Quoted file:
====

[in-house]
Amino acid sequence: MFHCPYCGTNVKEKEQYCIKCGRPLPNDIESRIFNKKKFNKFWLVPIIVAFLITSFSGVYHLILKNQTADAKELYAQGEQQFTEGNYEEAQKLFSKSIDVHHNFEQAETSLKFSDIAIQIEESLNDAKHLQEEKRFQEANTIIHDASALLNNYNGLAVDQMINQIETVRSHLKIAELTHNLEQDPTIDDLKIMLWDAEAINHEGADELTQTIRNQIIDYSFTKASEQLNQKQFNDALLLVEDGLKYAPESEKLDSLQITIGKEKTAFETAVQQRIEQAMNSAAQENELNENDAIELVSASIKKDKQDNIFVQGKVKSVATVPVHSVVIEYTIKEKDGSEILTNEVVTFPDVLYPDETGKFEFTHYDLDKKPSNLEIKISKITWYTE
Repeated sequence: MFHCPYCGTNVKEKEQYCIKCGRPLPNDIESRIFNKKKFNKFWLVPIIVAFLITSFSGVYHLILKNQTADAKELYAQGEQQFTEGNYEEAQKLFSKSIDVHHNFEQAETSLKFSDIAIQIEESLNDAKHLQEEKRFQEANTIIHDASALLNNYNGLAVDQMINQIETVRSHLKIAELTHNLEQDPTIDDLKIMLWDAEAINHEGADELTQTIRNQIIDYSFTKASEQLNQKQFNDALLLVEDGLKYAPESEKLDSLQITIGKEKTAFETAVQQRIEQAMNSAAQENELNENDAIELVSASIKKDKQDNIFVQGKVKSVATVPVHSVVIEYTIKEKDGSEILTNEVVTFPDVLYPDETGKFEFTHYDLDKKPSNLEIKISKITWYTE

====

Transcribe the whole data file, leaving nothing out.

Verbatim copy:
[in-house]
Amino acid sequence: MFHCPYCGTNVKEKEQYCIKCGRPLPNDIESRIFNKKKFNKFWLVPIIVAFLITSFSGVYHLILKNQTADAKELYAQGEQQFTEGNYEEAQKLFSKSIDVHHNFEQAETSLKFSDIAIQIEESLNDAKHLQEEKRFQEANTIIHDASALLNNYNGLAVDQMINQIETVRSHLKIAELTHNLEQDPTIDDLKIMLWDAEAINHEGADELTQTIRNQIIDYSFTKASEQLNQKQFNDALLLVEDGLKYAPESEKLDSLQITIGKEKTAFETAVQQRIEQAMNSAAQENELNENDAIELVSASIKKDKQDNIFVQGKVKSVATVPVHSVVIEYTIKEKDGSEILTNEVVTFPDVLYPDETGKFEFTHYDLDKKPSNLEIKISKITWYTE
Repeated sequence: MFHCPYCGTNVKEKEQYCIKCGRPLPNDIESRIFNKKKFNKFWLVPIIVAFLITSFSGVYHLILKNQTADAKELYAQGEQQFTEGNYEEAQKLFSKSIDVHHNFEQAETSLKFSDIAIQIEESLNDAKHLQEEKRFQEANTIIHDASALLNNYNGLAVDQMINQIETVRSHLKIAELTHNLEQDPTIDDLKIMLWDAEAINHEGADELTQTIRNQIIDYSFTKASEQLNQKQFNDALLLVEDGLKYAPESEKLDSLQITIGKEKTAFETAVQQRIEQAMNSAAQENELNENDAIELVSASIKKDKQDNIFVQGKVKSVATVPVHSVVIEYTIKEKDGSEILTNEVVTFPDVLYPDETGKFEFTHYDLDKKPSNLEIKISKITWYTE